Storytelling was a historical method that played a large role in my project. Songs are essentially someone telling their story to a melody. One danger to storytelling is that the storyteller tends to play to their audience. This was evident in the article, “Under Storytelling’s Spell? Oral History in a Neoliberal Age.” One aspect that I enjoyed learning about in this article is StoryCorps. Here is a video of my favourite that I found:
This story touched me because it demonstrates the value of storytelling. The stories that this girl read were what got her through the days of hunger and depression. This encompasses the true meaning of storytelling. Historians should not necessarily look to stories told as facts that can be put in encyclopedias. They could, however, look to the themes and narratives of the stories to see what people valued and treasured. If someone is telling a story about defeating a giant, then they most likely felt there was a giant that seemed undefeatable, but the story gives inspiration to rise above the norms and try to defeat the giant.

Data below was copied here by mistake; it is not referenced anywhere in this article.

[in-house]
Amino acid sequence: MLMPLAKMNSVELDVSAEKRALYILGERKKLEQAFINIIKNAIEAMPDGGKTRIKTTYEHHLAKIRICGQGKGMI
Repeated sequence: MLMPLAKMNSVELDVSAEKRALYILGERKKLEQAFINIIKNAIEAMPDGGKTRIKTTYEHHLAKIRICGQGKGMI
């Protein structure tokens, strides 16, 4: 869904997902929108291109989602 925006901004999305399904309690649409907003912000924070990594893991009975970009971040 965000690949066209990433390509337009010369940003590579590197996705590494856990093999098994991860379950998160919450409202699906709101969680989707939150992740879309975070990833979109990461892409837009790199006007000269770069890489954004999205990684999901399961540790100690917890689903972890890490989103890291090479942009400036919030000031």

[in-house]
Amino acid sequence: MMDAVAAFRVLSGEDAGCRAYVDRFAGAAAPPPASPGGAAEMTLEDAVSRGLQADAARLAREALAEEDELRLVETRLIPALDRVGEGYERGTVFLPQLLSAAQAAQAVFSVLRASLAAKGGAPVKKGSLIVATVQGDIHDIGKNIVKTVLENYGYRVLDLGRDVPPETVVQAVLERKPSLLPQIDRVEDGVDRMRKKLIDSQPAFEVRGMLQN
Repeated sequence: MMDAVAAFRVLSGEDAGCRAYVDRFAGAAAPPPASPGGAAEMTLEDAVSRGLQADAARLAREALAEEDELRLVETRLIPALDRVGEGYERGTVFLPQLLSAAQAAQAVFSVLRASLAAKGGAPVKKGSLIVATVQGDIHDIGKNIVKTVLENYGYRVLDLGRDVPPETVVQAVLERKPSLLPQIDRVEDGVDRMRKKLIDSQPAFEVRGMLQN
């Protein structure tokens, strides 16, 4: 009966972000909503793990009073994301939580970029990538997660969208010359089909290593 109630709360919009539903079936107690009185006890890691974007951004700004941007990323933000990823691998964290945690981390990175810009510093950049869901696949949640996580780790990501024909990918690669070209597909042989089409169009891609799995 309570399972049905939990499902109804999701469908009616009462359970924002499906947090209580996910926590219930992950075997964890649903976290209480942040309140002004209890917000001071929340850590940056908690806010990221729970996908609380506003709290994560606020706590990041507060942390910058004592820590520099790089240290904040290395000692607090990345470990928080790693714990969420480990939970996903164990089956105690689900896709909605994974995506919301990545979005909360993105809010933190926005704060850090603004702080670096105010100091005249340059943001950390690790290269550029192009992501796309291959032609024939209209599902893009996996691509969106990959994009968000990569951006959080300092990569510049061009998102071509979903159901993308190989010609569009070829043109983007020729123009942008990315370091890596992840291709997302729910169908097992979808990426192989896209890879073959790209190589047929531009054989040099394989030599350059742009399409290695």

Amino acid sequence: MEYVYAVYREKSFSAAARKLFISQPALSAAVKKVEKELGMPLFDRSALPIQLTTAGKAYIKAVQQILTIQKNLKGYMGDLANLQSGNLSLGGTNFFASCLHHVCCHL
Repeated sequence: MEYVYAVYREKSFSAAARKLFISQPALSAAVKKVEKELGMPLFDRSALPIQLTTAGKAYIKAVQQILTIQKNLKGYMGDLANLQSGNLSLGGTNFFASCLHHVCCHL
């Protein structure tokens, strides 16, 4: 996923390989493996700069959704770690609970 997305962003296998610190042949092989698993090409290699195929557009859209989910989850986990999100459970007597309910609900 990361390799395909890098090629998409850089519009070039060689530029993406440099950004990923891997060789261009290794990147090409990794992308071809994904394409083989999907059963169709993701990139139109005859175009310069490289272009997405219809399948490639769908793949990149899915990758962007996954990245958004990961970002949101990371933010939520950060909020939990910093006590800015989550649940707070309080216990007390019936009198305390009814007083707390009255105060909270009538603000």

Storytelling is often associated with embellishment, but that does not make this method total useless. Every history has some sort of storytelling aspect. Someone journeys from their home to their new home, or people fight in wars. It is a historian’s job to tell the story of the past. It is also a historian’s job to make the story as accurate as possible. If they choose to embellish a story, it is, in sense, still an interpretation of a past event which is what history is all about.
Storytelling and oral history is one of the main reasons history exists. People wanted their ancestor and their own stories to be heard so that they would be remembered or the same mistakes would not be repeated.
Freund, A., “Under Storytelling’s Spell? Oral History in a Neoliberal Age,” Oral History Review, 42, 1 (2015): 96-132.